In one of my favorite movies, John Ford’s How Green Was My Valley, a family of coal miners is faced with the prospect of lower wages handed out by the owners of the mine, because the closing of the ironworks in a nearby village has resulted in a crop of men willing to work for next to nothing. The grown sons want to begin a miners’ union, but the patriarch of the family doesn’t want to hear of it. When his eldest son asks him why the owners should give the same wages as before, that devout Methodist father gives an answer that is at once profoundly human and Christian. “Because they are men as we are, not savages,” he says. “A good workman will always be worth his pay.”
That does not satisfy the eldest son. “They are men,” he says, “but not as we are, for they have power, and we do not.”
The rest of the movie, like the autobiographical novel upon which it is based, goes on to chronicle the steady destruction of that green valley and the community of men and women who loved it. It is undone by greed, small-mindedness, hypocrisy, detraction, and cruelty; next to lust, the ordinary sins of mankind. The sins build up like the heaps of black coal refuse, looming higher and higher over the village.
They are men as we are, not savages. I cannot drive that sentence out of my mind. It expresses the fundamental democracy of human justice. “A man’s a man for a’ that,” said Bobby Burns, another Gael who still felt the smart of English cultural domination. His countryman Sir Walter Scott kept a warm spot in his heart for the cause of the Young Pretender, Bonnie Prince Charlie, even though he knew the lad’s foray into England was but a romantic and dangerous dream. He too would have understood that verse in the great Welsh song, Men of Harlech, that revels in the defeat of “Saxon bowmen” – Welsh Saesnig, their word for the English, harking all the way back to the invasion of Celtic Christian Britain by the pagan Saxons in the fourth century.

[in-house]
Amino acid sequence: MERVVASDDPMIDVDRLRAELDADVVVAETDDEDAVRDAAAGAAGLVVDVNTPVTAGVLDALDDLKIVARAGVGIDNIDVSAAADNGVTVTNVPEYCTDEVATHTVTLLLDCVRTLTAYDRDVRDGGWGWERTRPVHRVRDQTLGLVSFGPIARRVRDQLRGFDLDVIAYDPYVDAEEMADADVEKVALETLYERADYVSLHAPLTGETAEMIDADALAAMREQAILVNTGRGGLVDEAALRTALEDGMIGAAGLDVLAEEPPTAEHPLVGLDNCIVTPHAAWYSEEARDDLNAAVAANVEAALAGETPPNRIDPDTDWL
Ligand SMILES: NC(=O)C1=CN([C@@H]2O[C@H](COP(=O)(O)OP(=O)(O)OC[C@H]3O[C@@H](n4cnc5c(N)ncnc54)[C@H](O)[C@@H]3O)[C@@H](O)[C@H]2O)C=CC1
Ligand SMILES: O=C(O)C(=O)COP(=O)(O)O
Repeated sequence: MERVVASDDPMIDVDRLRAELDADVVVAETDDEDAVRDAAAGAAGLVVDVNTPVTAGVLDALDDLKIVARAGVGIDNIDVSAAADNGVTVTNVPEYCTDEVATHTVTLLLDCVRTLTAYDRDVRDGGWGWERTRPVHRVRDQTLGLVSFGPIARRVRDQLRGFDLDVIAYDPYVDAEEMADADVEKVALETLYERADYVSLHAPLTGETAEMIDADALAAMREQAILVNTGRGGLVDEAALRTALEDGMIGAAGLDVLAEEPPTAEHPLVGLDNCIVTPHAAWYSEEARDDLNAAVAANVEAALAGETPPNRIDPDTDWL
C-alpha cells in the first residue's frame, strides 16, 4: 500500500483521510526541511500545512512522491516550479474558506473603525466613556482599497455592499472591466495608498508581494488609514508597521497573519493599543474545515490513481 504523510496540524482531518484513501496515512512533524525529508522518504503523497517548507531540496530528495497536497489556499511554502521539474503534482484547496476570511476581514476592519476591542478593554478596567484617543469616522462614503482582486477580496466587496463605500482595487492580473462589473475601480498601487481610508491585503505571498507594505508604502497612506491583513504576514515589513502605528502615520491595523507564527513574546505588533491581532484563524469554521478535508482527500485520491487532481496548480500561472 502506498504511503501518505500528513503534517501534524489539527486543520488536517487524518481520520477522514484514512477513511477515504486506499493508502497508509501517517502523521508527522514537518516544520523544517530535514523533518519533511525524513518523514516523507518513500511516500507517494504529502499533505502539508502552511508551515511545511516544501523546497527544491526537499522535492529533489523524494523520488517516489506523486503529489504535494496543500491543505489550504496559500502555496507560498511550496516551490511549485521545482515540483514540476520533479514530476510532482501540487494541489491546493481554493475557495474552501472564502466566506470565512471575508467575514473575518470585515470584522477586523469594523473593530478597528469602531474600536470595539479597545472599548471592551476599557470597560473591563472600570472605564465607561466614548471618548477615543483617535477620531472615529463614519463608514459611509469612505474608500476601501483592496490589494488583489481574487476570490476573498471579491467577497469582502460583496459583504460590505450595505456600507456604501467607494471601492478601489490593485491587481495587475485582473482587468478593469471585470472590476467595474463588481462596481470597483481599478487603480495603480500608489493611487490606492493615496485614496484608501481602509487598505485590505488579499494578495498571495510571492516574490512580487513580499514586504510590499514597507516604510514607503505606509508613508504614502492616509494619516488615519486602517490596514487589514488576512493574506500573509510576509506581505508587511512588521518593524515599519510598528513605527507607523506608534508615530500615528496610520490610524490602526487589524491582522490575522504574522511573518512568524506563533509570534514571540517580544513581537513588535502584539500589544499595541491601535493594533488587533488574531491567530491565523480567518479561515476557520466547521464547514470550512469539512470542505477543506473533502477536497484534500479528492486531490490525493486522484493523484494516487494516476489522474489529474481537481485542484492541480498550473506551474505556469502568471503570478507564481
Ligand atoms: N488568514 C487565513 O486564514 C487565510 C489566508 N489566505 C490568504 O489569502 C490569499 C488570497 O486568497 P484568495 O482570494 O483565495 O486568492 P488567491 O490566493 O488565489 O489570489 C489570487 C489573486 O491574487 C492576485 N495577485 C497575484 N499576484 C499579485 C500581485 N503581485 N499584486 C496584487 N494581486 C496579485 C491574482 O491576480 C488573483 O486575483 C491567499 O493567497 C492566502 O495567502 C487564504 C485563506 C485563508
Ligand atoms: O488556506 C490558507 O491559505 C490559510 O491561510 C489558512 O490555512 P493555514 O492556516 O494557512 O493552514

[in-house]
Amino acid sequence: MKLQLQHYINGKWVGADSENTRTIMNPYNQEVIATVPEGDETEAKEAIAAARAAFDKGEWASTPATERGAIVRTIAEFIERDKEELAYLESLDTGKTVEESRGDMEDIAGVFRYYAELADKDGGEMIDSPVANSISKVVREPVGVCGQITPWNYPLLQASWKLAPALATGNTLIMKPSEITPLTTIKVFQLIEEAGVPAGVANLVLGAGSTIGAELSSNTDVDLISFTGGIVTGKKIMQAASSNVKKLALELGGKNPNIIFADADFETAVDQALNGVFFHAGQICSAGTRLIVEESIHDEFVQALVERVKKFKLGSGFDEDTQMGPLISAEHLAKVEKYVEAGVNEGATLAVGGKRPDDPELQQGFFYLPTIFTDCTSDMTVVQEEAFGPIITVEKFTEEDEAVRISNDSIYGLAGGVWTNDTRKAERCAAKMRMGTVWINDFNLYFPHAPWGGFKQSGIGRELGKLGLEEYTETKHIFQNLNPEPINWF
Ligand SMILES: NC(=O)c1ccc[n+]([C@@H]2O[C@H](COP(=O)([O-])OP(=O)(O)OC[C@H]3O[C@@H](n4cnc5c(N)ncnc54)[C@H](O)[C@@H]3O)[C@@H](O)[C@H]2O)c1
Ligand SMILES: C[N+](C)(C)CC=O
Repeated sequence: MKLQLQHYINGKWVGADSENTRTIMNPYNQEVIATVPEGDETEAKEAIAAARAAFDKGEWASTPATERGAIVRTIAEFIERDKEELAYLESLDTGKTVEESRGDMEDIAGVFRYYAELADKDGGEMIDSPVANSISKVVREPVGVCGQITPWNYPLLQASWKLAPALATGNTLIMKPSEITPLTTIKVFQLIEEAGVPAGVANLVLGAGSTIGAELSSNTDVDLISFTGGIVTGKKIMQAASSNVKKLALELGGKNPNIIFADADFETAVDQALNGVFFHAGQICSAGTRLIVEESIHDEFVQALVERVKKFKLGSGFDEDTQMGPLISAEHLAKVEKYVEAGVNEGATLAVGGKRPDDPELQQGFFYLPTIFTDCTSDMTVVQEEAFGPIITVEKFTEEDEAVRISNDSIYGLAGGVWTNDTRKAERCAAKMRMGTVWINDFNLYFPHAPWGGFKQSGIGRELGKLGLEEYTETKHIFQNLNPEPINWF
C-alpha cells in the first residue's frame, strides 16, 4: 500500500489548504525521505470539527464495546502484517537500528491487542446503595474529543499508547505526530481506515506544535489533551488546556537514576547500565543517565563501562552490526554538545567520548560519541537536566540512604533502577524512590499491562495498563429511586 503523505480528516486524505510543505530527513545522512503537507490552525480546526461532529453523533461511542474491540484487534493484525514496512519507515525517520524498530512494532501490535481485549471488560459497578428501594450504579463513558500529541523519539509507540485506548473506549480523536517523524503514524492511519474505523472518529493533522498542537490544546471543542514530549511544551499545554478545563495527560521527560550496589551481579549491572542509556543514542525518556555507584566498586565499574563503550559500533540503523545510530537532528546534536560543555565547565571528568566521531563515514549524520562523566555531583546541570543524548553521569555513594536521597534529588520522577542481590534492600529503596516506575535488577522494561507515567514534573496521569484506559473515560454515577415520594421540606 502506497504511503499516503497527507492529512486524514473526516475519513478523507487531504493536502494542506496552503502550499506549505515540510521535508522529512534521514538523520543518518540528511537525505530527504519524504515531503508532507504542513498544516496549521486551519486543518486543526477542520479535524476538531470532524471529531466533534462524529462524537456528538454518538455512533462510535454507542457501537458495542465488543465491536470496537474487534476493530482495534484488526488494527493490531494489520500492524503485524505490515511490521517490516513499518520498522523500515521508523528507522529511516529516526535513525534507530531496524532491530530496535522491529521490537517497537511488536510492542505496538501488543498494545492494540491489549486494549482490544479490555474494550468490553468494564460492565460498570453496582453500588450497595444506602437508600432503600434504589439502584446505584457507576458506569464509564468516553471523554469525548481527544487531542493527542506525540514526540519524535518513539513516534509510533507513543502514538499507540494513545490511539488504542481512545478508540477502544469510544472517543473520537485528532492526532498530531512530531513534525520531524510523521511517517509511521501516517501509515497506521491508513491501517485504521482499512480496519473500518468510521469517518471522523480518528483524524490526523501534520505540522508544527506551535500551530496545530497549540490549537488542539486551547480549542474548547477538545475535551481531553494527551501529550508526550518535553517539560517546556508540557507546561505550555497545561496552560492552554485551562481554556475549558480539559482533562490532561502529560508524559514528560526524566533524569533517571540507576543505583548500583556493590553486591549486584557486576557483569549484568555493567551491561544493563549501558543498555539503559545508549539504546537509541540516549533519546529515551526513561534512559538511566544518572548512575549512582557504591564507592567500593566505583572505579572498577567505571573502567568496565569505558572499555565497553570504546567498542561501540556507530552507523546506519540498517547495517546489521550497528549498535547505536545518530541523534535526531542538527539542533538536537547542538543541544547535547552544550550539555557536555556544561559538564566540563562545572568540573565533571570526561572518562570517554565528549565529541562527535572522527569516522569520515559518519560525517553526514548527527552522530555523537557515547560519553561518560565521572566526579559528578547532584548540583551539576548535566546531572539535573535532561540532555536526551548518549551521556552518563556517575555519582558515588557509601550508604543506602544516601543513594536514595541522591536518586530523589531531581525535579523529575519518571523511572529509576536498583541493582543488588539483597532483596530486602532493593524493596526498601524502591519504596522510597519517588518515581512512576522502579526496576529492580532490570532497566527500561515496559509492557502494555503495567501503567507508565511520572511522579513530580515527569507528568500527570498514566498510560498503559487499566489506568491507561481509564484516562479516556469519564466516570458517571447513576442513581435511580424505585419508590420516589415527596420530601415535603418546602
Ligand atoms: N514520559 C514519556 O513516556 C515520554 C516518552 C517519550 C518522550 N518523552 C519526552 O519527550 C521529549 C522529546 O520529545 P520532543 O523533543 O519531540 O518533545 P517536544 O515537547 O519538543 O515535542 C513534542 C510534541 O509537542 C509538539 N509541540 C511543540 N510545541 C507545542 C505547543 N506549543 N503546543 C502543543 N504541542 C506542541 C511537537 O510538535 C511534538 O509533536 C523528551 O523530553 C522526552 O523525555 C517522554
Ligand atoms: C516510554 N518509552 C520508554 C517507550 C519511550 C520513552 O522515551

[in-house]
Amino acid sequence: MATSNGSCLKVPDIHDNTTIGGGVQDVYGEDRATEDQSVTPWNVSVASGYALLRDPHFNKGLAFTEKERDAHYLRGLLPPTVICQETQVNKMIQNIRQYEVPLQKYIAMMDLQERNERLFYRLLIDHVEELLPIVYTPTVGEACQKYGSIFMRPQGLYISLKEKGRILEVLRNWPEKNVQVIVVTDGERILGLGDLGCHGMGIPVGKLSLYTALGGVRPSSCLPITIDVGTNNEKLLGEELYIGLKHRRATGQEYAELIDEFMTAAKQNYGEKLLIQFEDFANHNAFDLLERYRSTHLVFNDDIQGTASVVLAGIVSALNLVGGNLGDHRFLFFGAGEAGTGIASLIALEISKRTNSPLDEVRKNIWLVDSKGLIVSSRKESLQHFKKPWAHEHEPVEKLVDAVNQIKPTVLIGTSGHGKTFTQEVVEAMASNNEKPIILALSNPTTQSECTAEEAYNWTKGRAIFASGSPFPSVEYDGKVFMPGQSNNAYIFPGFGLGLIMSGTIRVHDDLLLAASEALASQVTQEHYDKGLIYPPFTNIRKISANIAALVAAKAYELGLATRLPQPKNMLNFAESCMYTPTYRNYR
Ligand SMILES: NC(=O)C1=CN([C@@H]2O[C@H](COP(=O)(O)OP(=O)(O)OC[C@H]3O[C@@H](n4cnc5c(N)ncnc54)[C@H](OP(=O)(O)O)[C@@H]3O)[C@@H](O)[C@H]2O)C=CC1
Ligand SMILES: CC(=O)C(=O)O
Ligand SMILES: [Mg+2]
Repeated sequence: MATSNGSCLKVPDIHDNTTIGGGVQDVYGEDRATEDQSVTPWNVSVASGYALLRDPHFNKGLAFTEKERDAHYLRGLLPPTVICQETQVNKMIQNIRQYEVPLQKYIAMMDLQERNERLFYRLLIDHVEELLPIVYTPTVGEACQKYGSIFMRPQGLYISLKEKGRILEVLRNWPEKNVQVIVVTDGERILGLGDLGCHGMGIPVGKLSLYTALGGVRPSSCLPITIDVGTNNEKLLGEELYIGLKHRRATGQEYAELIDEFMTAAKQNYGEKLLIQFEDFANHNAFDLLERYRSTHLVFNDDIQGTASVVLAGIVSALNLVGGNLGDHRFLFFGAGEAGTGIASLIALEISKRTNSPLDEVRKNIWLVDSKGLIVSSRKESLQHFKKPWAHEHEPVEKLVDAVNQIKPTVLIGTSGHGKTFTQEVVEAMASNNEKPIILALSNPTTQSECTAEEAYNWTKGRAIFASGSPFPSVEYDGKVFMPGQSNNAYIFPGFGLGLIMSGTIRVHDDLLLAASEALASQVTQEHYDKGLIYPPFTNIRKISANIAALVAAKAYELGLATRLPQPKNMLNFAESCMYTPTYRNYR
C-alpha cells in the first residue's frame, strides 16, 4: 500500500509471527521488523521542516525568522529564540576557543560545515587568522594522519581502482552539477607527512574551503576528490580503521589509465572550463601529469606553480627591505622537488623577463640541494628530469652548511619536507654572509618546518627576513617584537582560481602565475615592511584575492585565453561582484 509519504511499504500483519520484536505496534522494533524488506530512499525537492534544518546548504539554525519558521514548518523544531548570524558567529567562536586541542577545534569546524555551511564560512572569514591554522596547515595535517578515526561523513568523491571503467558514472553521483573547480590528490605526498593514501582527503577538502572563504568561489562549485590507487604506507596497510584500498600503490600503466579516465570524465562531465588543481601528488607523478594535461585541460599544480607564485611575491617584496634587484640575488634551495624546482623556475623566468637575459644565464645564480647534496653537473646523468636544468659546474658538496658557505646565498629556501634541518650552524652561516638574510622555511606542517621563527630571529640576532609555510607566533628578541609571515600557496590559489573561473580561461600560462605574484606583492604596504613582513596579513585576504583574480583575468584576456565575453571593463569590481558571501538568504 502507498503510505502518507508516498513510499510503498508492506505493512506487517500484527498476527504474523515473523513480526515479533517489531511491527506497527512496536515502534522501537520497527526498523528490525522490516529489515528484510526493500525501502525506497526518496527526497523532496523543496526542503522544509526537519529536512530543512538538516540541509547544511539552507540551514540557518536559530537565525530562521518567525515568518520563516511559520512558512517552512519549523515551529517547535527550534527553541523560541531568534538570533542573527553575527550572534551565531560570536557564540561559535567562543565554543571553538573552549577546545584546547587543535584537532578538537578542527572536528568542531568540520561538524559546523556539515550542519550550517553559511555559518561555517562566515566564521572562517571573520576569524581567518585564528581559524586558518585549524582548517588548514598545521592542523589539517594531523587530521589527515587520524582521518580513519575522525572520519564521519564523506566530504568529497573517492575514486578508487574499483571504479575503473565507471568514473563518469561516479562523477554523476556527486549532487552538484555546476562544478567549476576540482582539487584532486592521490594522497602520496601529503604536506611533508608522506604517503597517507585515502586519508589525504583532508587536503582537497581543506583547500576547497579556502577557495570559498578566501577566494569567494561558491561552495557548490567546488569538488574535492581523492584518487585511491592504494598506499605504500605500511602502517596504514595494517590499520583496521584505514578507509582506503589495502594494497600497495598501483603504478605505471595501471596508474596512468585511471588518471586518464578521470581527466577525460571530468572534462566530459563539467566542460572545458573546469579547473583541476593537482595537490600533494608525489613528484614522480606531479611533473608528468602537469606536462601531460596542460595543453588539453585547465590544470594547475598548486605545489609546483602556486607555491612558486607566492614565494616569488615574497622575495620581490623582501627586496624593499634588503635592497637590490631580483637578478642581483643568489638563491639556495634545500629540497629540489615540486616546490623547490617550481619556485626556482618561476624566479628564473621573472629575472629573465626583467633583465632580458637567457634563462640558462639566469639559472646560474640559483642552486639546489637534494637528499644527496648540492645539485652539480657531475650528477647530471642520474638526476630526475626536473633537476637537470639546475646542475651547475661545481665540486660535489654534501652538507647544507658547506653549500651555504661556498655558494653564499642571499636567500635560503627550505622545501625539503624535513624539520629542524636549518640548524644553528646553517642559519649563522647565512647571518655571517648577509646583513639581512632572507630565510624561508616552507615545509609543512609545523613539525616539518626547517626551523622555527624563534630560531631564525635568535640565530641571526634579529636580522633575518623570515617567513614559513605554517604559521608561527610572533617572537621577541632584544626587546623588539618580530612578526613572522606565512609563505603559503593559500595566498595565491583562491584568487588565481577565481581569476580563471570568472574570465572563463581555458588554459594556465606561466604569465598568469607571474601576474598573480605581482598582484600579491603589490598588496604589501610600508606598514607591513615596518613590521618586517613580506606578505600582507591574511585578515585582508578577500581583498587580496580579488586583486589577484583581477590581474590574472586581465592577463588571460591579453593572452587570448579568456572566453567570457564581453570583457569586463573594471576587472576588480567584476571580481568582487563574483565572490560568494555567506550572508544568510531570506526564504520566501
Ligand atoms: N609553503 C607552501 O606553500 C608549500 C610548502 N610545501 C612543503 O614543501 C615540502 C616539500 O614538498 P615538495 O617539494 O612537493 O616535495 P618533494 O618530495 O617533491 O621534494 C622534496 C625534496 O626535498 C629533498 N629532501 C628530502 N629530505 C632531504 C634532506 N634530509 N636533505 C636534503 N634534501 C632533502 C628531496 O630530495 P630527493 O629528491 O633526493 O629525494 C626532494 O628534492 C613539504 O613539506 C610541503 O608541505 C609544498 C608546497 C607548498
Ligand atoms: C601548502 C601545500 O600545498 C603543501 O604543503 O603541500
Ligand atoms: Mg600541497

Where, I ask, would Gwilym Morgan the coal miner be today?
I am looking for the noble head of a poor and hardworking family, with a radiant daughter and six fine sons. He carves the meat at table and passes the portions round. He gives his pay to his wife, and so do his sons. He passes out to each of them a small allowance for the alehouse. He and his sons work together at grueling and life-threatening work – in fact he will die when a portion of the mine collapses under the pressure of too much underground water. When he and the boys come home from the mine, they must be scrubbed down outdoors with hot water and good lye soap, to get the coal dust and flakes out of the pores, though some of it will remain with its telltale blue-black under the skin for the rest of their lives. He “reads a chapter,” as he and the family call it, out of the family Bible every evening. He gets staggeringly drunk after his son’s wedding. He has hundreds of songs in his heart, as do his fellow miners and ale-drinkers and his sons. He hates the idea of socialism, and would no sooner tell a lie than he would be caught doing anything base or cowardly.